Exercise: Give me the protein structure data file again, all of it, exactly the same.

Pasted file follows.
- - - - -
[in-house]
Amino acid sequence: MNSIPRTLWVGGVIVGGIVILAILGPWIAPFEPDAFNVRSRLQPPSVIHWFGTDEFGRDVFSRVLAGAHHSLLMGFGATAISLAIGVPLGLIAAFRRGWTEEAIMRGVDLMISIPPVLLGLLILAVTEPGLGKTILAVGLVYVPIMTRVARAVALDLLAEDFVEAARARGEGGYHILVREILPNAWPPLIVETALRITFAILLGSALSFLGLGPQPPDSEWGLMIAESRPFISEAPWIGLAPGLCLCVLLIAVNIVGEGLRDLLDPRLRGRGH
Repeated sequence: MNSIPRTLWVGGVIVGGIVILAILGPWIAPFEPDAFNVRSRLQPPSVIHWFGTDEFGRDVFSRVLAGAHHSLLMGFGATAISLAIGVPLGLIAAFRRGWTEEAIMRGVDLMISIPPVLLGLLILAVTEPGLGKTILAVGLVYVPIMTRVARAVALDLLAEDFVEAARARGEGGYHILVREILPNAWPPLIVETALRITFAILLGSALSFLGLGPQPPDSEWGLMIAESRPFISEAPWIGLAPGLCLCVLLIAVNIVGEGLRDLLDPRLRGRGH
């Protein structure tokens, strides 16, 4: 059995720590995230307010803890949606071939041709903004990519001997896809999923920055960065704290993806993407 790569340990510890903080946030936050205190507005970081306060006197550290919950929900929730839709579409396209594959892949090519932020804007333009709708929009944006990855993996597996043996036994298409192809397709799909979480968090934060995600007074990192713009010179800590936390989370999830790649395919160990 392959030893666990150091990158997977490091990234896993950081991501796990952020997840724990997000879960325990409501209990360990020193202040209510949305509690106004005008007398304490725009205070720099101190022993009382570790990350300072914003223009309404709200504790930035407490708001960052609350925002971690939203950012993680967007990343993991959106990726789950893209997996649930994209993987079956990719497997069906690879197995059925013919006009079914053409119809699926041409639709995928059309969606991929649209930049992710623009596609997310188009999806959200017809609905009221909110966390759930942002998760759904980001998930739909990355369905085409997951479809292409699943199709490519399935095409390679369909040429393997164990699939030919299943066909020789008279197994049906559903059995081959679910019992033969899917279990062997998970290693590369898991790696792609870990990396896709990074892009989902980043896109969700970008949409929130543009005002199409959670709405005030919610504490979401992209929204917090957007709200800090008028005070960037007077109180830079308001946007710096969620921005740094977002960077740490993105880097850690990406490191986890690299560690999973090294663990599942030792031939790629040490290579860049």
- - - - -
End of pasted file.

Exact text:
[in-house]
Amino acid sequence: MNSIPRTLWVGGVIVGGIVILAILGPWIAPFEPDAFNVRSRLQPPSVIHWFGTDEFGRDVFSRVLAGAHHSLLMGFGATAISLAIGVPLGLIAAFRRGWTEEAIMRGVDLMISIPPVLLGLLILAVTEPGLGKTILAVGLVYVPIMTRVARAVALDLLAEDFVEAARARGEGGYHILVREILPNAWPPLIVETALRITFAILLGSALSFLGLGPQPPDSEWGLMIAESRPFISEAPWIGLAPGLCLCVLLIAVNIVGEGLRDLLDPRLRGRGH
Repeated sequence: MNSIPRTLWVGGVIVGGIVILAILGPWIAPFEPDAFNVRSRLQPPSVIHWFGTDEFGRDVFSRVLAGAHHSLLMGFGATAISLAIGVPLGLIAAFRRGWTEEAIMRGVDLMISIPPVLLGLLILAVTEPGLGKTILAVGLVYVPIMTRVARAVALDLLAEDFVEAARARGEGGYHILVREILPNAWPPLIVETALRITFAILLGSALSFLGLGPQPPDSEWGLMIAESRPFISEAPWIGLAPGLCLCVLLIAVNIVGEGLRDLLDPRLRGRGH
């Protein structure tokens, strides 16, 4: 059995720590995230307010803890949606071939041709903004990519001997896809999923920055960065704290993806993407 790569340990510890903080946030936050205190507005970081306060006197550290919950929900929730839709579409396209594959892949090519932020804007333009709708929009944006990855993996597996043996036994298409192809397709799909979480968090934060995600007074990192713009010179800590936390989370999830790649395919160990 392959030893666990150091990158997977490091990234896993950081991501796990952020997840724990997000879960325990409501209990360990020193202040209510949305509690106004005008007398304490725009205070720099101190022993009382570790990350300072914003223009309404709200504790930035407490708001960052609350925002971690939203950012993680967007990343993991959106990726789950893209997996649930994209993987079956990719497997069906690879197995059925013919006009079914053409119809699926041409639709995928059309969606991929649209930049992710623009596609997310188009999806959200017809609905009221909110966390759930942002998760759904980001998930739909990355369905085409997951479809292409699943199709490519399935095409390679369909040429393997164990699939030919299943066909020789008279197994049906559903059995081959679910019992033969899917279990062997998970290693590369898991790696792609870990990396896709990074892009989902980043896109969700970008949409929130543009005002199409959670709405005030919610504490979401992209929204917090957007709200800090008028005070960037007077109180830079308001946007710096969620921005740094977002960077740490993105880097850690990406490191986890690299560690999973090294663990599942030792031939790629040490290579860049």